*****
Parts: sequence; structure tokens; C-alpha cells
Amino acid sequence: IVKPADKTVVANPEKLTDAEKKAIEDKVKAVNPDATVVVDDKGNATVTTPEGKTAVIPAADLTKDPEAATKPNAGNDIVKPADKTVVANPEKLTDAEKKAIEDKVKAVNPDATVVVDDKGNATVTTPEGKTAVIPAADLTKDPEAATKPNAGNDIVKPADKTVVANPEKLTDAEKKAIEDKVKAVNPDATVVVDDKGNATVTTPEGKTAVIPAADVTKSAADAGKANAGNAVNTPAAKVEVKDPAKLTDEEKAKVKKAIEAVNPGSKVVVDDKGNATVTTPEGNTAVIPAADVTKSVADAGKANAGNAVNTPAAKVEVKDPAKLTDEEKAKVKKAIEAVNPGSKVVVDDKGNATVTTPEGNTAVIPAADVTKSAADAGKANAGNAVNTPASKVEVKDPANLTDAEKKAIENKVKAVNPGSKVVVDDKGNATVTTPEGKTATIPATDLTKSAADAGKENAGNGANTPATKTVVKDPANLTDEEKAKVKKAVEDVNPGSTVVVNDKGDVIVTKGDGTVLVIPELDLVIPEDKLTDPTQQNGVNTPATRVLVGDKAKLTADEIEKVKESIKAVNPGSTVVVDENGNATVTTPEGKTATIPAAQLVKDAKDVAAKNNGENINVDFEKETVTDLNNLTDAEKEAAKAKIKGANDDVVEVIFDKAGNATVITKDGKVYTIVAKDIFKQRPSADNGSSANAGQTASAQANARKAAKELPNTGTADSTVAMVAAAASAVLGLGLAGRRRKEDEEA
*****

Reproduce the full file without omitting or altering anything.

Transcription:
Parts: sequence; structure tokens; C-alpha cells
Amino acid sequence: IVKPADKTVVANPEKLTDAEKKAIEDKVKAVNPDATVVVDDKGNATVTTPEGKTAVIPAADLTKDPEAATKPNAGNDIVKPADKTVVANPEKLTDAEKKAIEDKVKAVNPDATVVVDDKGNATVTTPEGKTAVIPAADLTKDPEAATKPNAGNDIVKPADKTVVANPEKLTDAEKKAIEDKVKAVNPDATVVVDDKGNATVTTPEGKTAVIPAADVTKSAADAGKANAGNAVNTPAAKVEVKDPAKLTDEEKAKVKKAIEAVNPGSKVVVDDKGNATVTTPEGNTAVIPAADVTKSVADAGKANAGNAVNTPAAKVEVKDPAKLTDEEKAKVKKAIEAVNPGSKVVVDDKGNATVTTPEGNTAVIPAADVTKSAADAGKANAGNAVNTPASKVEVKDPANLTDAEKKAIENKVKAVNPGSKVVVDDKGNATVTTPEGKTATIPATDLTKSAADAGKENAGNGANTPATKTVVKDPANLTDEEKAKVKKAVEDVNPGSTVVVNDKGDVIVTKGDGTVLVIPELDLVIPEDKLTDPTQQNGVNTPATRVLVGDKAKLTADEIEKVKESIKAVNPGSTVVVDENGNATVTTPEGKTATIPAAQLVKDAKDVAAKNNGENINVDFEKETVTDLNNLTDAEKEAAKAKIKGANDDVVEVIFDKAGNATVITKDGKVYTIVAKDIFKQRPSADNGSSANAGQTASAQANARKAAKELPNTGTADSTVAMVAAAASAVLGLGLAGRRRKEDEEA